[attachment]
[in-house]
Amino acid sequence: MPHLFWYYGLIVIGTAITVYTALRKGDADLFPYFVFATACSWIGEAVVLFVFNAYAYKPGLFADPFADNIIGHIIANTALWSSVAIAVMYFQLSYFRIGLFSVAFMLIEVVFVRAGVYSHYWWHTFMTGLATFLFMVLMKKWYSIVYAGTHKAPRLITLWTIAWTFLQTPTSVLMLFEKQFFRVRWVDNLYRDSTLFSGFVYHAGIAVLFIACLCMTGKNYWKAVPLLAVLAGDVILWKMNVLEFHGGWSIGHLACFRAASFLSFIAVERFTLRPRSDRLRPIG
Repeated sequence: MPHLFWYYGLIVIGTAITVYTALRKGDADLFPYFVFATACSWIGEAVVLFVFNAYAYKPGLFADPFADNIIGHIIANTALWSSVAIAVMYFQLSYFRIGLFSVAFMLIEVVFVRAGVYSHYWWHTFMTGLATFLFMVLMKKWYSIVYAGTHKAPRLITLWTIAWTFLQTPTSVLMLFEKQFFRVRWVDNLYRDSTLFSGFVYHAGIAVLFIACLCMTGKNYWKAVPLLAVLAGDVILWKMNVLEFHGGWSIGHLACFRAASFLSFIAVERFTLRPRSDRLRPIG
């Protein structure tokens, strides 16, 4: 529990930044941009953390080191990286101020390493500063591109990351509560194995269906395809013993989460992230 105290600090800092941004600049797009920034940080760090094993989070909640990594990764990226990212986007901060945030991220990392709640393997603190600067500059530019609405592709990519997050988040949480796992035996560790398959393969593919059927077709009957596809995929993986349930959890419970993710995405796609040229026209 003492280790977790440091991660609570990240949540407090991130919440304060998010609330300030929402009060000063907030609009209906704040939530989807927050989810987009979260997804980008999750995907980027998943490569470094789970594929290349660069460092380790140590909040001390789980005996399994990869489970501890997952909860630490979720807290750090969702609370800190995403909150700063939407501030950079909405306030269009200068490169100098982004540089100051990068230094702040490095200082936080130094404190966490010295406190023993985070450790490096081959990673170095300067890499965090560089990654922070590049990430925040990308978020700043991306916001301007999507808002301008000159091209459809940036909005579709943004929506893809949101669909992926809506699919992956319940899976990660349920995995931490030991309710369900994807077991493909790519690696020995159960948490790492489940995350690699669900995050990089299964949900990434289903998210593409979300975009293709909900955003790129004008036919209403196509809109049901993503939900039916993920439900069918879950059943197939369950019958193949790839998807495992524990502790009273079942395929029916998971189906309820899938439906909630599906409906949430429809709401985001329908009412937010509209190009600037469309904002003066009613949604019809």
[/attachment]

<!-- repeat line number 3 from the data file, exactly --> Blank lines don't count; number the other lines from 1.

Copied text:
Repeated sequence: MPHLFWYYGLIVIGTAITVYTALRKGDADLFPYFVFATACSWIGEAVVLFVFNAYAYKPGLFADPFADNIIGHIIANTALWSSVAIAVMYFQLSYFRIGLFSVAFMLIEVVFVRAGVYSHYWWHTFMTGLATFLFMVLMKKWYSIVYAGTHKAPRLITLWTIAWTFLQTPTSVLMLFEKQFFRVRWVDNLYRDSTLFSGFVYHAGIAVLFIACLCMTGKNYWKAVPLLAVLAGDVILWKMNVLEFHGGWSIGHLACFRAASFLSFIAVERFTLRPRSDRLRPIG